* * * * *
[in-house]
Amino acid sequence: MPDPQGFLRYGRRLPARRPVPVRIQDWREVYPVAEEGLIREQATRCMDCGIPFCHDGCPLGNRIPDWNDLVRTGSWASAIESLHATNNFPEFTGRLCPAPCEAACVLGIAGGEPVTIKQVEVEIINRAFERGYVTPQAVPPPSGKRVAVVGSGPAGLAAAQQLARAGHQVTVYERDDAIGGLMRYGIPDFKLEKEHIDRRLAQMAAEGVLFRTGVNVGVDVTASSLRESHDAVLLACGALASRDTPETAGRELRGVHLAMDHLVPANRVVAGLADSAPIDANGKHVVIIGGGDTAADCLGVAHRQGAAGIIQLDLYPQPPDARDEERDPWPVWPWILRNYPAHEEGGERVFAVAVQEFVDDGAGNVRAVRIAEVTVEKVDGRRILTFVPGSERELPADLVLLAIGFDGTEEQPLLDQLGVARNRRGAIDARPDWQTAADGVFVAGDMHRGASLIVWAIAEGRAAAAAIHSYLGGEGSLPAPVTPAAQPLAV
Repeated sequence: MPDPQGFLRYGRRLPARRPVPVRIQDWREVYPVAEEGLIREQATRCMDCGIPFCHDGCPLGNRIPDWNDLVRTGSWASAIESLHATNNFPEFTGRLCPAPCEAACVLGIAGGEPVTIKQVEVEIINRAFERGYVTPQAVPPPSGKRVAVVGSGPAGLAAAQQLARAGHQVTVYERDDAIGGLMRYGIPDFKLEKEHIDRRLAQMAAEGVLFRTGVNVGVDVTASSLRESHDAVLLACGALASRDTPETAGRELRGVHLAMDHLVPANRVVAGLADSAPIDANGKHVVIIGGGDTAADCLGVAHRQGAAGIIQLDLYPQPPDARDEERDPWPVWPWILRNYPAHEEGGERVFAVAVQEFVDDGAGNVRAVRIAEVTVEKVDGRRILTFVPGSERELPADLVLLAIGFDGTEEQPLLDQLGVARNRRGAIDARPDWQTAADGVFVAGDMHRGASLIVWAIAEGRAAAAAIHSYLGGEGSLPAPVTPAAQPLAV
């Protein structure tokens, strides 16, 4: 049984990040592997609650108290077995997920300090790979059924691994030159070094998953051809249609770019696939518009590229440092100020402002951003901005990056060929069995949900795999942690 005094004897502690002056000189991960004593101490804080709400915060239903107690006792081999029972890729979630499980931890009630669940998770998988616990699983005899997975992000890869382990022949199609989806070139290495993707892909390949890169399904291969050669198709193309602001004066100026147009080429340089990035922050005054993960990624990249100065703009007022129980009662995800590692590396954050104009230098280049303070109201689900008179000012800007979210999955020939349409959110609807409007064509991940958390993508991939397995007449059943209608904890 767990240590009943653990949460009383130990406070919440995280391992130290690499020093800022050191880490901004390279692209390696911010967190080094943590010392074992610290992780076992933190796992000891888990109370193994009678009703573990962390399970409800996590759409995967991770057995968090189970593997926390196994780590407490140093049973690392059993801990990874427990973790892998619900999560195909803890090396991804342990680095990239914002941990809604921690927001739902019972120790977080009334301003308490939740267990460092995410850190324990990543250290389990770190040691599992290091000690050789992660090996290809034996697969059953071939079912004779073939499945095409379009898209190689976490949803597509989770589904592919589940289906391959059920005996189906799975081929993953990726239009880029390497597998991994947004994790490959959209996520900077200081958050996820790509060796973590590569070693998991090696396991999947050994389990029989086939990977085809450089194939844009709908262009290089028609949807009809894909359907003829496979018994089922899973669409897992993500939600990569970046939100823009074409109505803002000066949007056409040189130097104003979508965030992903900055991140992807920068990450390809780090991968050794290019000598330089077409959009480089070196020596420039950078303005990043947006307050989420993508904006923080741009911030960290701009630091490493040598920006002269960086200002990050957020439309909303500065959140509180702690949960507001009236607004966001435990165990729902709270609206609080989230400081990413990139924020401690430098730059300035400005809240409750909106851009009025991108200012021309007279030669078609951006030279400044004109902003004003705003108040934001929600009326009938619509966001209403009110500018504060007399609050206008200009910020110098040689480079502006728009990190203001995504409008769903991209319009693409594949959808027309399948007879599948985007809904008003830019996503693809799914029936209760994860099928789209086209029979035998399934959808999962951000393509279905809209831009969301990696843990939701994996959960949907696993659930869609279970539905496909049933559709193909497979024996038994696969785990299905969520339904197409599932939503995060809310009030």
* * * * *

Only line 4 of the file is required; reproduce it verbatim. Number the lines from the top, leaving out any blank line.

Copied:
């Protein structure tokens, strides 16, 4: 049984990040592997609650108290077995997920300090790979059924691994030159070094998953051809249609770019696939518009590229440092100020402002951003901005990056060929069995949900795999942690 005094004897502690002056000189991960004593101490804080709400915060239903107690006792081999029972890729979630499980931890009630669940998770998988616990699983005899997975992000890869382990022949199609989806070139290495993707892909390949890169399904291969050669198709193309602001004066100026147009080429340089990035922050005054993960990624990249100065703009007022129980009662995800590692590396954050104009230098280049303070109201689900008179000012800007979210999955020939349409959110609807409007064509991940958390993508991939397995007449059943209608904890 767990240590009943653990949460009383130990406070919440995280391992130290690499020093800022050191880490901004390279692209390696911010967190080094943590010392074992610290992780076992933190796992000891888990109370193994009678009703573990962390399970409800996590759409995967991770057995968090189970593997926390196994780590407490140093049973690392059993801990990874427990973790892998619900999560195909803890090396991804342990680095990239914002941990809604921690927001739902019972120790977080009334301003308490939740267990460092995410850190324990990543250290389990770190040691599992290091000690050789992660090996290809034996697969059953071939079912004779073939499945095409379009898209190689976490949803597509989770589904592919589940289906391959059920005996189906799975081929993953990726239009880029390497597998991994947004994790490959959209996520900077200081958050996820790509060796973590590569070693998991090696396991999947050994389990029989086939990977085809450089194939844009709908262009290089028609949807009809894909359907003829496979018994089922899973669409897992993500939600990569970046939100823009074409109505803002000066949007056409040189130097104003979508965030992903900055991140992807920068990450390809780090991968050794290019000598330089077409959009480089070196020596420039950078303005990043947006307050989420993508904006923080741009911030960290701009630091490493040598920006002269960086200002990050957020439309909303500065959140509180702690949960507001009236607004966001435990165990729902709270609206609080989230400081990413990139924020401690430098730059300035400005809240409750909106851009009025991108200012021309007279030669078609951006030279400044004109902003004003705003108040934001929600009326009938619509966001209403009110500018504060007399609050206008200009910020110098040689480079502006728009990190203001995504409008769903991209319009693409594949959808027309399948007879599948985007809904008003830019996503693809799914029936209760994860099928789209086209029979035998399934959808999962951000393509279905809209831009969301990696843990939701994996959960949907696993659930869609279970539905496909049933559709193909497979024996038994696969785990299905969520339904197409599932939503995060809310009030």